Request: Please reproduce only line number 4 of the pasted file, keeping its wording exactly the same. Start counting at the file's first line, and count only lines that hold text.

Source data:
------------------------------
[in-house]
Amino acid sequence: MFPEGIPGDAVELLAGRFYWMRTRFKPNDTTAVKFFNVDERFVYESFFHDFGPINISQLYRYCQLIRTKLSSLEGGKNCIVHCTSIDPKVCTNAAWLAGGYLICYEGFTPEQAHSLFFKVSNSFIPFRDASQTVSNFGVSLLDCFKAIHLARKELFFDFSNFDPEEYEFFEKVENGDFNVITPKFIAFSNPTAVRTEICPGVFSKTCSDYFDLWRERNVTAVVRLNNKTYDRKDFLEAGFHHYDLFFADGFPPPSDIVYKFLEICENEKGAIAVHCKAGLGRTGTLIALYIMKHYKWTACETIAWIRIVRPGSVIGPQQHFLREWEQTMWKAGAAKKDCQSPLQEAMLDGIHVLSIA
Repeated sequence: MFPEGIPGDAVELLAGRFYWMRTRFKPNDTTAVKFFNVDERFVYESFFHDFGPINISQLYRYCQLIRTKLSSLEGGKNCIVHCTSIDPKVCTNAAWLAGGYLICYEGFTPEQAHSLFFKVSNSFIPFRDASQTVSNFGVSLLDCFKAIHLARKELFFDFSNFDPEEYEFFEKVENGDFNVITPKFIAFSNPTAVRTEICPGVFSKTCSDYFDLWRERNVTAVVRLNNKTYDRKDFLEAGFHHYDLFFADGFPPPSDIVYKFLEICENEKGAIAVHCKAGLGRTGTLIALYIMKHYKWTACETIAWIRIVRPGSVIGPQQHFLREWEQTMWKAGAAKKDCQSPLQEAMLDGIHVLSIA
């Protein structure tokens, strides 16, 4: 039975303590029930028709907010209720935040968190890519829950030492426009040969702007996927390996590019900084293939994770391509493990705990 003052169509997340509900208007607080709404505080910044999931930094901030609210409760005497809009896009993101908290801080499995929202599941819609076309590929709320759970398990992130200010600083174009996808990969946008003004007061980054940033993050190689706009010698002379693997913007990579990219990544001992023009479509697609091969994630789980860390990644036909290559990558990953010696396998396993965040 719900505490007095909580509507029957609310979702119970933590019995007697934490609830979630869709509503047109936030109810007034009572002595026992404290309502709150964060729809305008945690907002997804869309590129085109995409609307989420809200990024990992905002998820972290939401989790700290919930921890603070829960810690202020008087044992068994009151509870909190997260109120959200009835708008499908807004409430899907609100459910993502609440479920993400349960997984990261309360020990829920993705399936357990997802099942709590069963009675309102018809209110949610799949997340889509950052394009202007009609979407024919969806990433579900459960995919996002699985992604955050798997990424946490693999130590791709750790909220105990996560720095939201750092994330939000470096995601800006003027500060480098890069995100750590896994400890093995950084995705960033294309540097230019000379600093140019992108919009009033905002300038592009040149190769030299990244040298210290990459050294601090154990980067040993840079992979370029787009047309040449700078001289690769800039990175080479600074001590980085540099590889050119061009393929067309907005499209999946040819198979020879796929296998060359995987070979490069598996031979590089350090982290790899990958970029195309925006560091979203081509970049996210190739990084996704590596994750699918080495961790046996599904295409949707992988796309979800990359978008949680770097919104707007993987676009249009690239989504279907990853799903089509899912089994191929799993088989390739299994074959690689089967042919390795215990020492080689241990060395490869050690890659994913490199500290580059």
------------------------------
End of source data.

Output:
């Protein structure tokens, strides 16, 4: 039975303590029930028709907010209720935040968190890519829950030492426009040969702007996927390996590019900084293939994770391509493990705990 003052169509997340509900208007607080709404505080910044999931930094901030609210409760005497809009896009993101908290801080499995929202599941819609076309590929709320759970398990992130200010600083174009996808990969946008003004007061980054940033993050190689706009010698002379693997913007990579990219990544001992023009479509697609091969994630789980860390990644036909290559990558990953010696396998396993965040 719900505490007095909580509507029957609310979702119970933590019995007697934490609830979630869709509503047109936030109810007034009572002595026992404290309502709150964060729809305008945690907002997804869309590129085109995409609307989420809200990024990992905002998820972290939401989790700290919930921890603070829960810690202020008087044992068994009151509870909190997260109120959200009835708008499908807004409430899907609100459910993502609440479920993400349960997984990261309360020990829920993705399936357990997802099942709590069963009675309102018809209110949610799949997340889509950052394009202007009609979407024919969806990433579900459960995919996002699985992604955050798997990424946490693999130590791709750790909220105990996560720095939201750092994330939000470096995601800006003027500060480098890069995100750590896994400890093995950084995705960033294309540097230019000379600093140019992108919009009033905002300038592009040149190769030299990244040298210290990459050294601090154990980067040993840079992979370029787009047309040449700078001289690769800039990175080479600074001590980085540099590889050119061009393929067309907005499209999946040819198979020879796929296998060359995987070979490069598996031979590089350090982290790899990958970029195309925006560091979203081509970049996210190739990084996704590596994750699918080495961790046996599904295409949707992988796309979800990359978008949680770097919104707007993987676009249009690239989504279907990853799903089509899912089994191929799993088989390739299994074959690689089967042919390795215990020492080689241990060395490869050690890659994913490199500290580059």